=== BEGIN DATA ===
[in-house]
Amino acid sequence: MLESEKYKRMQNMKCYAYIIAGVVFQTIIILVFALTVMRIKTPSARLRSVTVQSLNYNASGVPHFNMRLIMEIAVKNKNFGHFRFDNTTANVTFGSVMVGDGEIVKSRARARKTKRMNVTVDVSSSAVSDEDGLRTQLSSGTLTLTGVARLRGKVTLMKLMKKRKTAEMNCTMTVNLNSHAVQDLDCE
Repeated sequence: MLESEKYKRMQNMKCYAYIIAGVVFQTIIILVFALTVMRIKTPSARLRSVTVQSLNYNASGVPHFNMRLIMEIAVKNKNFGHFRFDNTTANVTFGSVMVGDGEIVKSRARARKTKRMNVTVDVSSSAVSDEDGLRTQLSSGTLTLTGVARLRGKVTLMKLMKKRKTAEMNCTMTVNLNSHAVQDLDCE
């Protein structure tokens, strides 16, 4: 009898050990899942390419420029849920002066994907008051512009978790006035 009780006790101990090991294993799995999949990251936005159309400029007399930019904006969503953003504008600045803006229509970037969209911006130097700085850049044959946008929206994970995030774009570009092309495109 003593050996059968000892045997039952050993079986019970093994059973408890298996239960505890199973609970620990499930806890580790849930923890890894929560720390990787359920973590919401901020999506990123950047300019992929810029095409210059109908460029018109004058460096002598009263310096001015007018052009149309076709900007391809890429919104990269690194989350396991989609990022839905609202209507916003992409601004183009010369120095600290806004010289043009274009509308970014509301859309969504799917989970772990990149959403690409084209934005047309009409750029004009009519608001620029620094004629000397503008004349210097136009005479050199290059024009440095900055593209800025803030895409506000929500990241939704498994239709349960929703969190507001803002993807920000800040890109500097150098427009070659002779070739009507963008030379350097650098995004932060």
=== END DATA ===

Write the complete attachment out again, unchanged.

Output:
[in-house]
Amino acid sequence: MLESEKYKRMQNMKCYAYIIAGVVFQTIIILVFALTVMRIKTPSARLRSVTVQSLNYNASGVPHFNMRLIMEIAVKNKNFGHFRFDNTTANVTFGSVMVGDGEIVKSRARARKTKRMNVTVDVSSSAVSDEDGLRTQLSSGTLTLTGVARLRGKVTLMKLMKKRKTAEMNCTMTVNLNSHAVQDLDCE
Repeated sequence: MLESEKYKRMQNMKCYAYIIAGVVFQTIIILVFALTVMRIKTPSARLRSVTVQSLNYNASGVPHFNMRLIMEIAVKNKNFGHFRFDNTTANVTFGSVMVGDGEIVKSRARARKTKRMNVTVDVSSSAVSDEDGLRTQLSSGTLTLTGVARLRGKVTLMKLMKKRKTAEMNCTMTVNLNSHAVQDLDCE
């Protein structure tokens, strides 16, 4: 009898050990899942390419420029849920002066994907008051512009978790006035 009780006790101990090991294993799995999949990251936005159309400029007399930019904006969503953003504008600045803006229509970037969209911006130097700085850049044959946008929206994970995030774009570009092309495109 003593050996059968000892045997039952050993079986019970093994059973408890298996239960505890199973609970620990499930806890580790849930923890890894929560720390990787359920973590919401901020999506990123950047300019992929810029095409210059109908460029018109004058460096002598009263310096001015007018052009149309076709900007391809890429919104990269690194989350396991989609990022839905609202209507916003992409601004183009010369120095600290806004010289043009274009509308970014509301859309969504799917989970772990990149959403690409084209934005047309009409750029004009009519608001620029620094004629000397503008004349210097136009005479050199290059024009440095900055593209800025803030895409506000929500990241939704498994239709349960929703969190507001803002993807920000800040890109500097150098427009070659002779070739009507963008030379350097650098995004932060």